Attention all BMW Enthusiasts:
After a two year hiatus, the M6 convertible is back and better than ever before. Open Road BMW of Edison just received our launch car for the All New BMW
M6 Convertible. We are excited to receive our first car! For those who love to feel the wind in their hair and the power of M, this vehicle boasts 0-60 in under 4.3 seconds with the M TwinPower Turbo V8 engine that's the most powerful ever-fitted in a BMW.
4.4-liter, M TwinPower Turbo V-8 engine, 560 hp
The 560-hp response of the M6's new 4.4.-liter V-8 engine is nearly instantaneous. Double-VANOS infinitely variable camshaft timing and High Precision Direct Injection play in concert with patented Valvetronic individual intake valve control that eliminates the need for a less-efficient throttle plate. The result is another M characteristic: linear, instantaneous delivery of a massive 500 lb-ft of torque over an exceptionally broad rpm range, from idle to high revs. This results in 0-60 mph of just 4.3 seconds.
7-speed M Double Clutch Transmission with Launch Control
This racing-derived 7-speed M Double Clutch Transmission (M DCT) can be personalized by the driver to match a wide range of preferences, from Comfort to Sport +, and can operate in either automatic or sequential manual mode. In the manual mode, you shift like a Grand Prix driver by flicking paddles just behind the steering wheel, without taking your hands off the wheel. Here's how it works. M Double Clutch Transmission is based on not one, but two partial transmissions housed inside the same case. One side contains gears 1, 3, 5 and 7; the other, gears 2, 4 and 6. Let's say you're accelerating hard in gear 3. Before the shift to gear 4 is made, this next gear is already selected and ready to go. To make the shift, M DCT doesn't push gears. Rather, it swaps the two clutches to instantly engage the next gear on the other side of the transmission. Changing clutches, instead of physically moving gears, is blindingly fast - and it can be executed with your right foot flat to the floor. Downshifts, similarly, are executed with perfect consistency and engine rev-matching while braking or coasting. The overall result are precision and consistency which allow drivers to focus maximum attention on the road or track.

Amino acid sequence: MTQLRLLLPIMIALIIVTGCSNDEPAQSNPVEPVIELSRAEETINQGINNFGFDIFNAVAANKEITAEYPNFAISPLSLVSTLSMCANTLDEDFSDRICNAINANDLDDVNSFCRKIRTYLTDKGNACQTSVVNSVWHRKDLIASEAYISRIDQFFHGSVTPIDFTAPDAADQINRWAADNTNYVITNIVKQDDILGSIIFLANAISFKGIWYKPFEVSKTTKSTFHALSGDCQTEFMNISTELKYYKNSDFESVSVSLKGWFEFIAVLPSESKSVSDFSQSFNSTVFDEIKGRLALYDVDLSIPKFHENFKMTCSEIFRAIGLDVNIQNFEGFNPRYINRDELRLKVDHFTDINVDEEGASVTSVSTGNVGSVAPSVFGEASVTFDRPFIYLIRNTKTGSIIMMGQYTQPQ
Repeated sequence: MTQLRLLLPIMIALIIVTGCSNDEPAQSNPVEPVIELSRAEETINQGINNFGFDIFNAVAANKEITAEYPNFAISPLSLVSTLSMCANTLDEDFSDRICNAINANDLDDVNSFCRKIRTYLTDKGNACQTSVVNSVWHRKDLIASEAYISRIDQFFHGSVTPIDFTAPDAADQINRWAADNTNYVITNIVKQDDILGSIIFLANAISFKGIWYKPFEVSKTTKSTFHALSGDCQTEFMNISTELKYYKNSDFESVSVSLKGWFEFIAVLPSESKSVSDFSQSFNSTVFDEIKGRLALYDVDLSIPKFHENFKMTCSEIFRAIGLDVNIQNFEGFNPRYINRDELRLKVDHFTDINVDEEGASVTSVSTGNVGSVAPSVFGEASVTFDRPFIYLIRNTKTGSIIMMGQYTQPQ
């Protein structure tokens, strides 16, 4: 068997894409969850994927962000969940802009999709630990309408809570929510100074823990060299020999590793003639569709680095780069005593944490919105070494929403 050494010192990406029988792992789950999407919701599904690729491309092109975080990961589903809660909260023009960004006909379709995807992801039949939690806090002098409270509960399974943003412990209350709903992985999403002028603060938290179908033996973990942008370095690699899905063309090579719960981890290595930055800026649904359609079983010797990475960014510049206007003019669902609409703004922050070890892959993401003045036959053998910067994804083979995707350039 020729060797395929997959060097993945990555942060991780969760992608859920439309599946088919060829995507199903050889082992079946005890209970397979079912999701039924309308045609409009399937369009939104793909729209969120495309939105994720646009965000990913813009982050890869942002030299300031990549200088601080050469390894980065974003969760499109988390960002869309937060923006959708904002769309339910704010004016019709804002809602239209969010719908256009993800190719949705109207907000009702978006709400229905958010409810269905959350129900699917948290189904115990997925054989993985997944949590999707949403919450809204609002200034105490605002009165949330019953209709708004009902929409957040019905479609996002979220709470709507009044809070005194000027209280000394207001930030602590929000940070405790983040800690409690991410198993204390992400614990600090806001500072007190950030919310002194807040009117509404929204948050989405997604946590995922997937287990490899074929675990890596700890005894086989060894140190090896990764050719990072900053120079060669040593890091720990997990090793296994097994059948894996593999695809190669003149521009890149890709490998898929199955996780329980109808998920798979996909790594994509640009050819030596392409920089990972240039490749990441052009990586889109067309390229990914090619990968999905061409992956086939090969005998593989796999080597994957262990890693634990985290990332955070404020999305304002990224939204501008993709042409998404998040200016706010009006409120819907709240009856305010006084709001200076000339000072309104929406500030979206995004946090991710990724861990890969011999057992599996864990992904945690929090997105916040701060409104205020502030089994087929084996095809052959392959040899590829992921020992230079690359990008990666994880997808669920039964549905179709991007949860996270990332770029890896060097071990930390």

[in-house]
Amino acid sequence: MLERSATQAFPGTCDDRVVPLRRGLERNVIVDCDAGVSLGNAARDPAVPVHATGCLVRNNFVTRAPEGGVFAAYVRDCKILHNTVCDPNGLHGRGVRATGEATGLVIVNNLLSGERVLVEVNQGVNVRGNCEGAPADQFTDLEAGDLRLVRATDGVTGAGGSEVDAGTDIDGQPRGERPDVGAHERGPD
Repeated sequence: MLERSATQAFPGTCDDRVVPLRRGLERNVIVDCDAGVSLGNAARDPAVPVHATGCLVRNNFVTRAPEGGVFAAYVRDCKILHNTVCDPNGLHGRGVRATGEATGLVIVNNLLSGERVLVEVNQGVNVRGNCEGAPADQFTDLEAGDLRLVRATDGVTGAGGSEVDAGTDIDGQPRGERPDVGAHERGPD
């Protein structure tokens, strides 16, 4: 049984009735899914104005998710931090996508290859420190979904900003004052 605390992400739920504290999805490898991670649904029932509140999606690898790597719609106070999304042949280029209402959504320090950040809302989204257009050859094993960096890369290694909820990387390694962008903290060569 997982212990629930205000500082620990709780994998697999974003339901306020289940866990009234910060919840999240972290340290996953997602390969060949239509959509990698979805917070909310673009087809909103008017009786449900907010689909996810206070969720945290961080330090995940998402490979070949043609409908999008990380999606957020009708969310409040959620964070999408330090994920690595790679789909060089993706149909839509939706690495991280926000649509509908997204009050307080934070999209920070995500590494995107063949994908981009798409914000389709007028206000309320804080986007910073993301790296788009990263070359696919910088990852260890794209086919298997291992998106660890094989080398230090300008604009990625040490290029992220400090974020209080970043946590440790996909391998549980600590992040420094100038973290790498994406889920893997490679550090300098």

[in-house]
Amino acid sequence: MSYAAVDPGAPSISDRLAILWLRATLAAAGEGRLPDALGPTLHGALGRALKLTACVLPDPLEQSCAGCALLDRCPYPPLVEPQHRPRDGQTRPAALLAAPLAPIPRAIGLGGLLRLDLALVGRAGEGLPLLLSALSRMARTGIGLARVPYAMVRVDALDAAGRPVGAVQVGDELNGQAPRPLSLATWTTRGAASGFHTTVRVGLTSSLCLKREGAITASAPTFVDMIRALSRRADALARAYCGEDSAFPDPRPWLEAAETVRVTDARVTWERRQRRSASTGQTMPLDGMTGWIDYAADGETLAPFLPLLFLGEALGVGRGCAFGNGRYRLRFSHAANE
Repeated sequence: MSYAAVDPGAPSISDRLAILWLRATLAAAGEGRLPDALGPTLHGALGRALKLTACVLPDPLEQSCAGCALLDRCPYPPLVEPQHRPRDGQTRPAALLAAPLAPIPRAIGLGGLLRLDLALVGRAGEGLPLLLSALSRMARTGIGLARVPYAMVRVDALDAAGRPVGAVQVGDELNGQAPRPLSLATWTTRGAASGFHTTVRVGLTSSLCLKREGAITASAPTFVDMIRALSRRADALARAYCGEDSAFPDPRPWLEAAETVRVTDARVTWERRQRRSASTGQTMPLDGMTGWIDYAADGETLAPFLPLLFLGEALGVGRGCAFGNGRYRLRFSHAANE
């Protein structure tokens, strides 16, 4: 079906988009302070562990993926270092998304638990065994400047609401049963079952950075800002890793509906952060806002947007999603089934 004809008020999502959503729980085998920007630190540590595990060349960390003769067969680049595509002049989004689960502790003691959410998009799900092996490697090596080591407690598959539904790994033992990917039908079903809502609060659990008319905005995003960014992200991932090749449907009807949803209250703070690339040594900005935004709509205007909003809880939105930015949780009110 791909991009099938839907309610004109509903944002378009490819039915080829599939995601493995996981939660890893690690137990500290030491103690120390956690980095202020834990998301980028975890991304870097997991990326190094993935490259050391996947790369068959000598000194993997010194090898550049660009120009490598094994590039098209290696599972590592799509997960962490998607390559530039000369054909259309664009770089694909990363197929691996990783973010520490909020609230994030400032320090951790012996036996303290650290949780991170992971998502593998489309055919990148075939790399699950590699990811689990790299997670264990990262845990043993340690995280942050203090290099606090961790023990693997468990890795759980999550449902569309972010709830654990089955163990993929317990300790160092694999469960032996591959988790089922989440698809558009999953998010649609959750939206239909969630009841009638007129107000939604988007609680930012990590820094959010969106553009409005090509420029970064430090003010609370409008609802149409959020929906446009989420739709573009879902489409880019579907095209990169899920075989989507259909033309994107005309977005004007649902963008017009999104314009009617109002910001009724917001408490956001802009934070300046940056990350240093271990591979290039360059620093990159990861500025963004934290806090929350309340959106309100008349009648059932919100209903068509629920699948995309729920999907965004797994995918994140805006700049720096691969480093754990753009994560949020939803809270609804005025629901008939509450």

Brake Energy Regeneration
To supply a battery with electrical energy, the generator (alternator) is usually driven using engine power, which requires fuel. With Brake Energy Regeneration, the generator produces electricity when the driver brakes or takes a foot off the accelerator. Kinetic energy that was previously unharnessed is transformed into electrical energy, then fed into the battery. In this way, electricity is generated without consuming fuel.